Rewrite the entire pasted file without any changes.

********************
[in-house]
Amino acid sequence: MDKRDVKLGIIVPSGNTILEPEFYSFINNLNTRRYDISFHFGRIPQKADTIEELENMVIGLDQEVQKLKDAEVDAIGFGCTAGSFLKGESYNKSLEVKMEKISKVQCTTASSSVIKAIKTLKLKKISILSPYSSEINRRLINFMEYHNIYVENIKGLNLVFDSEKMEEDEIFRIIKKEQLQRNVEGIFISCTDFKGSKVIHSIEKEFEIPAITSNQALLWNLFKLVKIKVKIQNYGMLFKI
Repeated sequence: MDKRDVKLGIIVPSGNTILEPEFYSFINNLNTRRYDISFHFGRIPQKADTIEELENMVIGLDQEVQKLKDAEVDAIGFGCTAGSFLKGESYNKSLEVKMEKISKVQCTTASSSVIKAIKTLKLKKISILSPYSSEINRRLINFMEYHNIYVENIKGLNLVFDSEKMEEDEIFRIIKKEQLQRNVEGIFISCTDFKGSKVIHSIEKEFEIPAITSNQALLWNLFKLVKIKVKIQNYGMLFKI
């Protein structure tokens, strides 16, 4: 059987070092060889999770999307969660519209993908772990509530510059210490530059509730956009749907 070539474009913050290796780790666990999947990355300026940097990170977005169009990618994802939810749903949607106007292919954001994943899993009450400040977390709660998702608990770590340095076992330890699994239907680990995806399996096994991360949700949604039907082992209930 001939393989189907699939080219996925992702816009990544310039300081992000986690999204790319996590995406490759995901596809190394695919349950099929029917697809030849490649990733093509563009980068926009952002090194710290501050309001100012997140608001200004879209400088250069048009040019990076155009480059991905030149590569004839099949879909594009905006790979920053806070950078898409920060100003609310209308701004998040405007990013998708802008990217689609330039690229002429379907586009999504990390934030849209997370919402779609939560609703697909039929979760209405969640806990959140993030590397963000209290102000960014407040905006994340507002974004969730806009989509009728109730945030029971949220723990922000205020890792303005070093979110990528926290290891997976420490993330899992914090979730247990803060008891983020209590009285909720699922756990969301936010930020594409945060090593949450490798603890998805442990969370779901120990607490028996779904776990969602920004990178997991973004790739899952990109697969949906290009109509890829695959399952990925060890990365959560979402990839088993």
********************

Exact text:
[in-house]
Amino acid sequence: MDKRDVKLGIIVPSGNTILEPEFYSFINNLNTRRYDISFHFGRIPQKADTIEELENMVIGLDQEVQKLKDAEVDAIGFGCTAGSFLKGESYNKSLEVKMEKISKVQCTTASSSVIKAIKTLKLKKISILSPYSSEINRRLINFMEYHNIYVENIKGLNLVFDSEKMEEDEIFRIIKKEQLQRNVEGIFISCTDFKGSKVIHSIEKEFEIPAITSNQALLWNLFKLVKIKVKIQNYGMLFKI
Repeated sequence: MDKRDVKLGIIVPSGNTILEPEFYSFINNLNTRRYDISFHFGRIPQKADTIEELENMVIGLDQEVQKLKDAEVDAIGFGCTAGSFLKGESYNKSLEVKMEKISKVQCTTASSSVIKAIKTLKLKKISILSPYSSEINRRLINFMEYHNIYVENIKGLNLVFDSEKMEEDEIFRIIKKEQLQRNVEGIFISCTDFKGSKVIHSIEKEFEIPAITSNQALLWNLFKLVKIKVKIQNYGMLFKI
């Protein structure tokens, strides 16, 4: 059987070092060889999770999307969660519209993908772990509530510059210490530059509730956009749907 070539474009913050290796780790666990999947990355300026940097990170977005169009990618994802939810749903949607106007292919954001994943899993009450400040977390709660998702608990770590340095076992330890699994239907680990995806399996096994991360949700949604039907082992209930 001939393989189907699939080219996925992702816009990544310039300081992000986690999204790319996590995406490759995901596809190394695919349950099929029917697809030849490649990733093509563009980068926009952002090194710290501050309001100012997140608001200004879209400088250069048009040019990076155009480059991905030149590569004839099949879909594009905006790979920053806070950078898409920060100003609310209308701004998040405007990013998708802008990217689609330039690229002429379907586009999504990390934030849209997370919402779609939560609703697909039929979760209405969640806990959140993030590397963000209290102000960014407040905006994340507002974004969730806009989509009728109730945030029971949220723990922000205020890792303005070093979110990528926290290891997976420490993330899992914090979730247990803060008891983020209590009285909720699922756990969301936010930020594409945060090593949450490798603890998805442990969370779901120990607490028996779904776990969602920004990178997991973004790739899952990109697969949906290009109509890829695959399952990925060890990365959560979402990839088993």